The panel will be responsible for redrawing the City Council districts and shaping Austin’s future. The Applicant Review Panel will select 60 of the most qualified applicants for the redistricting commission. Three independent auditors with CPAs will be selected to serve on the panel.

The deadline to apply is Sept. 30. To apply, visit redistrictatx.org.


ACC hosts session

for DACA students

Austin Community College and American Gateways will host a virtual information session from 1 to 2 p.m. Saturday for students under the Deferred Action for Childhood Arrivals program.

This is the opportunity to ask questions or express concerns for DACA recipients. The presentation is open to all, not just DACA recipients. Attendees will be asked to respect the presentation, as it is intended to be an open and safe space.

To register: bit.ly/3mayYVS.


Registration open

for lake cleanup

Registration is open for the 26th annual Lake Travis Cleanup, which will be Oct. 18-24 at beaches and areas of Lake Travis.

The cleanup this year will feature various ways to help clean safely during the COVID-19 pandemic. Participants can work from home by becoming a community ambassador and cleaning their own neighborhoods; virtually by watching videos, lessons, panel discussions and history lessons; in the parks with small groups of eight to 10; and in the water with dive groups.

To register: eventbrite.com/o/lake-travis-cleanup-30352955734.

American-Statesman staff

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Pottawatomie Garden Club to do fall planting Sept. 16

Earlier this summer, a group of the Pottawatomie Garden Club members gathered to keep the River Corridor in downtown St. Charles looking beautiful. This group has met several times this summer, most recently Aug. 12.

The club also will be planting colorful flowers downtown this fall.



On Wednesday, Sept. 16, club members will meet at 9 a.m. at the Municipal Building, 2 E. Main St. for the “Planting of the Bridges.” Volunteers will help plant the beautiful fall flowers selected for the Main Street and Illinois bridges. Bring your own garden gloves, knee pad and trowel. Plants will be provided.

On Monday, Sept. 28, the club’s monthly meeting will begin at noon at Baker Memorial United Methodist Church in St. Charles. The topic will be “Recycling Know-How” with SCARCE (School & Community Assistance for Recycling and Composing Education).

It is an award-winning environmental education nonprofit dedicated to creating sustainable communities. This is accomplished through innovative and hands-on education programs for the schools and organizations, demonstrating care for our natural resources. Executive Director Kay McKeen started SCARCE (formerly SCRAP) in 1990. She will share all you need to know about recycling beneficially.

For information, visit www.pottagardenclub.org or www.facebook.com/pottagardenclub/.


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The Houston Botanic Garden will open Sept. 18

After two years of construction, Houston’s first botanic garden will finally open Sept. 18.

“The Houston Botanic Garden is a 132-acre living museum for plants that showcases the biodiversity that thrives along the Texas Gulf Coast,” Claudia Gee Vassar, the garden’s president and general counsel, said.

“A stroll through our outdoor gallery spaces – including the Global Collection Garden, Culinary Garden, and Susan Garver Family Discovery Garden – will engage the senses in the unique cultural experience associated with a botanic garden, which are found throughout major metropolitan areas around the world, but until now was missing among the world-class institutions here at home in our diverse and internationally known city.”

The garden’s Phase 1 is now complete. Phase 1’s Global Collection Garden so far includes a tropical zone with a “rainforest” and plants displaying some of nature’s most beautiful and vibrant shapes and colors, a Culinary Garden with edible and medicinal plants, a family discovery garden with water machines and a boardwalk maze, and two natural ecosystem areas, as reported by the Houston Business Journal.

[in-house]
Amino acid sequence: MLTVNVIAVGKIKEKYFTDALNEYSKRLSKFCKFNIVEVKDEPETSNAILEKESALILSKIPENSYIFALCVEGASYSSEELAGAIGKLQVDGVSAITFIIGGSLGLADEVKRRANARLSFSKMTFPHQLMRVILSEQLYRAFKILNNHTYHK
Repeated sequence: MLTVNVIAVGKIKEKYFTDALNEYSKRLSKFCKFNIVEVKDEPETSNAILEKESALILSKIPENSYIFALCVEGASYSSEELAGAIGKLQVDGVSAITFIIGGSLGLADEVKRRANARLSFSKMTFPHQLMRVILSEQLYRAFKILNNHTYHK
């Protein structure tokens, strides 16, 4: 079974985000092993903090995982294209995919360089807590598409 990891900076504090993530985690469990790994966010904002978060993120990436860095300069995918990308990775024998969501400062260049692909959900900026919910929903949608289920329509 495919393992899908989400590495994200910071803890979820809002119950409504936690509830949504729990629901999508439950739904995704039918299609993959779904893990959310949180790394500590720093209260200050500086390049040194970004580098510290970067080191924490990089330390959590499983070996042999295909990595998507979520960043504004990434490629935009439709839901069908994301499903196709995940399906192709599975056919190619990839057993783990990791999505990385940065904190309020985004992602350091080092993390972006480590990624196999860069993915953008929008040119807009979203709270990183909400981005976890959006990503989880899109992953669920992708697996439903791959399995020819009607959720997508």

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An educational space and a space for weddings is also in the works and will be completed at a later date.

The Houston Chronicle reported that Phase 2 involves enhancing the current collections and some additional research work, and Phase 3, which will likely be happening in the years to come, could include an education and events building and “seasonal display area aimed at home gardeners.”

Opening day will kick off a series of weekend events, according to Director of Communications & Community Engagement Justin Lacey, with opportunities for guests to learn more about the Bayou City’s cultural richness and biodiversity.

The Houston Botanic Garden will be open seven days a week from 9 a.m. to 5 p.m., and customers will be required to abide by COVID-19 safety guidelines, including wearing masks and social distancing. The garden will eventually be located at

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Trump to Host Israel-United Arab Emirates Deal-Signing Ceremony on Sept 15 | World News

WASHINGTON (Reuters) – U.S. President Donald Trump will hold a Sept. 15 signing ceremony for a groundbreaking Middle East agreement normalizing relations between Israel and the United Arab Emirates, a senior White House official said on Tuesday.

As part of the deal, announced at the White House on Aug. 13 following what officials said were 18 months of talks, the Gulf state agreed to normal relations with Israel, while Israel agreed to continue with plans to suspend its annexation of the West Bank.

The senior White House official, speaking on condition of anonymity, said Israeli Prime Minister Benjamin Netanyahu and UAE Foreign Minister Sheikh Abdullah bin Zayed al-Nahyan would lead the two delegations to the ceremony.

“I am proud to embark next week to Washington, at the invitation of President Trump, to take part in the this historic ceremony at the White House for the foundation of the peace treaty between Israel and the United (Arab) Emirates,” Netanyahu wrote on Twitter.

Trump and other administration officials have said they expect Saudi Arabia and other countries to follow suit in recognizing Israel.